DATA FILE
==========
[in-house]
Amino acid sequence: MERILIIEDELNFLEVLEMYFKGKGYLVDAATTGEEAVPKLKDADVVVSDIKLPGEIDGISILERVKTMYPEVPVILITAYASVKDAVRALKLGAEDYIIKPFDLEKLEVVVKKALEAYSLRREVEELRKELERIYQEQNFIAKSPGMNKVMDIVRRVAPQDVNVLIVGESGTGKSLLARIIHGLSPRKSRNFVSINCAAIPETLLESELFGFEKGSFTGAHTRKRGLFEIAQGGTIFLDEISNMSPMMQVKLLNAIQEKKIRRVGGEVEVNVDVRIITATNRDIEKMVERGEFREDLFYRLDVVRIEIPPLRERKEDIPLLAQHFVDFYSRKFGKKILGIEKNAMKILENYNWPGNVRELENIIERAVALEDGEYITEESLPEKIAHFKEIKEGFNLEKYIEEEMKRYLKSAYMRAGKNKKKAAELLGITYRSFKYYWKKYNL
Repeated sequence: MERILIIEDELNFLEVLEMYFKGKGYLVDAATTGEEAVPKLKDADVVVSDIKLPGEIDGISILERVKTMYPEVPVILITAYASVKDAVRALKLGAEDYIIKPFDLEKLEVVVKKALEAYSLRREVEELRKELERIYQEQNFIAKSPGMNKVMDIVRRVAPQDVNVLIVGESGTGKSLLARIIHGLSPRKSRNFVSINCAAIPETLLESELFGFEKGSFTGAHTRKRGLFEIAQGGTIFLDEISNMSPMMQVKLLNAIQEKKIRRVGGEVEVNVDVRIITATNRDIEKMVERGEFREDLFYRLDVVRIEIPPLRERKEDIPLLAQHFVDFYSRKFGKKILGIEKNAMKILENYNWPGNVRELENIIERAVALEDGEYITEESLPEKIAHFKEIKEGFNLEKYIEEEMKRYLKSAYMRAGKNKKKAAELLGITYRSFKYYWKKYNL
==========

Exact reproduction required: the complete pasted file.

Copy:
[in-house]
Amino acid sequence: MERILIIEDELNFLEVLEMYFKGKGYLVDAATTGEEAVPKLKDADVVVSDIKLPGEIDGISILERVKTMYPEVPVILITAYASVKDAVRALKLGAEDYIIKPFDLEKLEVVVKKALEAYSLRREVEELRKELERIYQEQNFIAKSPGMNKVMDIVRRVAPQDVNVLIVGESGTGKSLLARIIHGLSPRKSRNFVSINCAAIPETLLESELFGFEKGSFTGAHTRKRGLFEIAQGGTIFLDEISNMSPMMQVKLLNAIQEKKIRRVGGEVEVNVDVRIITATNRDIEKMVERGEFREDLFYRLDVVRIEIPPLRERKEDIPLLAQHFVDFYSRKFGKKILGIEKNAMKILENYNWPGNVRELENIIERAVALEDGEYITEESLPEKIAHFKEIKEGFNLEKYIEEEMKRYLKSAYMRAGKNKKKAAELLGITYRSFKYYWKKYNL
Repeated sequence: MERILIIEDELNFLEVLEMYFKGKGYLVDAATTGEEAVPKLKDADVVVSDIKLPGEIDGISILERVKTMYPEVPVILITAYASVKDAVRALKLGAEDYIIKPFDLEKLEVVVKKALEAYSLRREVEELRKELERIYQEQNFIAKSPGMNKVMDIVRRVAPQDVNVLIVGESGTGKSLLARIIHGLSPRKSRNFVSINCAAIPETLLESELFGFEKGSFTGAHTRKRGLFEIAQGGTIFLDEISNMSPMMQVKLLNAIQEKKIRRVGGEVEVNVDVRIITATNRDIEKMVERGEFREDLFYRLDVVRIEIPPLRERKEDIPLLAQHFVDFYSRKFGKKILGIEKNAMKILENYNWPGNVRELENIIERAVALEDGEYITEESLPEKIAHFKEIKEGFNLEKYIEEEMKRYLKSAYMRAGKNKKKAAELLGITYRSFKYYWKKYNL